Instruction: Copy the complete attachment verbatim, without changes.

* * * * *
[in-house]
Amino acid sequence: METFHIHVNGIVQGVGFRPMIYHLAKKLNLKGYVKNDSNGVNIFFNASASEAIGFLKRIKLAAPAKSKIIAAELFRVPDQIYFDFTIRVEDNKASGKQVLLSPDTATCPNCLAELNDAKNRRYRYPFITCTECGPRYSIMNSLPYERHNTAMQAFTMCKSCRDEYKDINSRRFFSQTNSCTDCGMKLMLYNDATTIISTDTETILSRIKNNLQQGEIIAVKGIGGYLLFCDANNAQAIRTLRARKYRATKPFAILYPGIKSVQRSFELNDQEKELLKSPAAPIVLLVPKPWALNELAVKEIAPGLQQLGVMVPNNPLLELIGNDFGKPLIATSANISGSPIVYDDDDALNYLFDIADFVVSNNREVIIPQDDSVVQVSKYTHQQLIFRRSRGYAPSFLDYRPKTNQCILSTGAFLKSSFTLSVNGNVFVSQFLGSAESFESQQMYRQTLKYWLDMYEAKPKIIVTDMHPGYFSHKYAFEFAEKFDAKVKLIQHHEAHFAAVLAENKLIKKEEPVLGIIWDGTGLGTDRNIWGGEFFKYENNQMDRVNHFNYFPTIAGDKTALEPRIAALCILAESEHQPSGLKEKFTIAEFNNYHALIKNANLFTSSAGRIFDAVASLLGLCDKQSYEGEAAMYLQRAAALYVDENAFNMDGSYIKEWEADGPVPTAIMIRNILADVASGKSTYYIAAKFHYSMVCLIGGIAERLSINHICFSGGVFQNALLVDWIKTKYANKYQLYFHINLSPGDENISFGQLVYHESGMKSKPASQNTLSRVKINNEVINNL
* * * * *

[in-house]
Amino acid sequence: METFHIHVNGIVQGVGFRPMIYHLAKKLNLKGYVKNDSNGVNIFFNASASEAIGFLKRIKLAAPAKSKIIAAELFRVPDQIYFDFTIRVEDNKASGKQVLLSPDTATCPNCLAELNDAKNRRYRYPFITCTECGPRYSIMNSLPYERHNTAMQAFTMCKSCRDEYKDINSRRFFSQTNSCTDCGMKLMLYNDATTIISTDTETILSRIKNNLQQGEIIAVKGIGGYLLFCDANNAQAIRTLRARKYRATKPFAILYPGIKSVQRSFELNDQEKELLKSPAAPIVLLVPKPWALNELAVKEIAPGLQQLGVMVPNNPLLELIGNDFGKPLIATSANISGSPIVYDDDDALNYLFDIADFVVSNNREVIIPQDDSVVQVSKYTHQQLIFRRSRGYAPSFLDYRPKTNQCILSTGAFLKSSFTLSVNGNVFVSQFLGSAESFESQQMYRQTLKYWLDMYEAKPKIIVTDMHPGYFSHKYAFEFAEKFDAKVKLIQHHEAHFAAVLAENKLIKKEEPVLGIIWDGTGLGTDRNIWGGEFFKYENNQMDRVNHFNYFPTIAGDKTALEPRIAALCILAESEHQPSGLKEKFTIAEFNNYHALIKNANLFTSSAGRIFDAVASLLGLCDKQSYEGEAAMYLQRAAALYVDENAFNMDGSYIKEWEADGPVPTAIMIRNILADVASGKSTYYIAAKFHYSMVCLIGGIAERLSINHICFSGGVFQNALLVDWIKTKYANKYQLYFHINLSPGDENISFGQLVYHESGMKSKPASQNTLSRVKINNEVINNL